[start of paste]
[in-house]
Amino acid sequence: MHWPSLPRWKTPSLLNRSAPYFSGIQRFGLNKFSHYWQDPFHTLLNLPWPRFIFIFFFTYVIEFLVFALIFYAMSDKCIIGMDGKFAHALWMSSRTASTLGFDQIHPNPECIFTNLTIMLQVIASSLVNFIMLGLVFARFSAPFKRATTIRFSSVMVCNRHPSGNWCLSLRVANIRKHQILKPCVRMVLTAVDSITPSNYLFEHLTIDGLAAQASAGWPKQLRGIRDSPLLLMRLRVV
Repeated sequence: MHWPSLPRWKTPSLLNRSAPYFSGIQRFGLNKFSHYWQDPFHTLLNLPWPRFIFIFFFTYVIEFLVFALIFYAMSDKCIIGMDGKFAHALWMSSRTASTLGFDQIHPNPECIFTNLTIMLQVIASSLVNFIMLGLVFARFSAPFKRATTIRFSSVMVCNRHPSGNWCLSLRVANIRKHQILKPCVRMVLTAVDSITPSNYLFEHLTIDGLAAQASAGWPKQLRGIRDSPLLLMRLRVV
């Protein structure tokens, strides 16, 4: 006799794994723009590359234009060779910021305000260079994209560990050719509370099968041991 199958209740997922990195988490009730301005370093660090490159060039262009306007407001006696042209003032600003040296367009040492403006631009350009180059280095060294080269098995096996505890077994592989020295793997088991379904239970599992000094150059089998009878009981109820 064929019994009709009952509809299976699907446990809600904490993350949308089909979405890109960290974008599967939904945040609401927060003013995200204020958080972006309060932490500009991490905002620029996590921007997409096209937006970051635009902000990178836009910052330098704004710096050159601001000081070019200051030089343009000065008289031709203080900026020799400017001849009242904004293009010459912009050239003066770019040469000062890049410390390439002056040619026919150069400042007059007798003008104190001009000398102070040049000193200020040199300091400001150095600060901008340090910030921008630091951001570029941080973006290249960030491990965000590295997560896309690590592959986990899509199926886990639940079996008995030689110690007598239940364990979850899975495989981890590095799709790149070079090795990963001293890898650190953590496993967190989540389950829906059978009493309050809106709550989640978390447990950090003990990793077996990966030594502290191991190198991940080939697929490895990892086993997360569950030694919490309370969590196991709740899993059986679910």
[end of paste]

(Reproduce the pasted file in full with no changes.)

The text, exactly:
[in-house]
Amino acid sequence: MHWPSLPRWKTPSLLNRSAPYFSGIQRFGLNKFSHYWQDPFHTLLNLPWPRFIFIFFFTYVIEFLVFALIFYAMSDKCIIGMDGKFAHALWMSSRTASTLGFDQIHPNPECIFTNLTIMLQVIASSLVNFIMLGLVFARFSAPFKRATTIRFSSVMVCNRHPSGNWCLSLRVANIRKHQILKPCVRMVLTAVDSITPSNYLFEHLTIDGLAAQASAGWPKQLRGIRDSPLLLMRLRVV
Repeated sequence: MHWPSLPRWKTPSLLNRSAPYFSGIQRFGLNKFSHYWQDPFHTLLNLPWPRFIFIFFFTYVIEFLVFALIFYAMSDKCIIGMDGKFAHALWMSSRTASTLGFDQIHPNPECIFTNLTIMLQVIASSLVNFIMLGLVFARFSAPFKRATTIRFSSVMVCNRHPSGNWCLSLRVANIRKHQILKPCVRMVLTAVDSITPSNYLFEHLTIDGLAAQASAGWPKQLRGIRDSPLLLMRLRVV
């Protein structure tokens, strides 16, 4: 006799794994723009590359234009060779910021305000260079994209560990050719509370099968041991 199958209740997922990195988490009730301005370093660090490159060039262009306007407001006696042209003032600003040296367009040492403006631009350009180059280095060294080269098995096996505890077994592989020295793997088991379904239970599992000094150059089998009878009981109820 064929019994009709009952509809299976699907446990809600904490993350949308089909979405890109960290974008599967939904945040609401927060003013995200204020958080972006309060932490500009991490905002620029996590921007997409096209937006970051635009902000990178836009910052330098704004710096050159601001000081070019200051030089343009000065008289031709203080900026020799400017001849009242904004293009010459912009050239003066770019040469000062890049410390390439002056040619026919150069400042007059007798003008104190001009000398102070040049000193200020040199300091400001150095600060901008340090910030921008630091951001570029941080973006290249960030491990965000590295997560896309690590592959986990899509199926886990639940079996008995030689110690007598239940364990979850899975495989981890590095799709790149070079090795990963001293890898650190953590496993967190989540389950829906059978009493309050809106709550989640978390447990950090003990990793077996990966030594502290191991190198991940080939697929490895990892086993997360569950030694919490309370969590196991709740899993059986679910």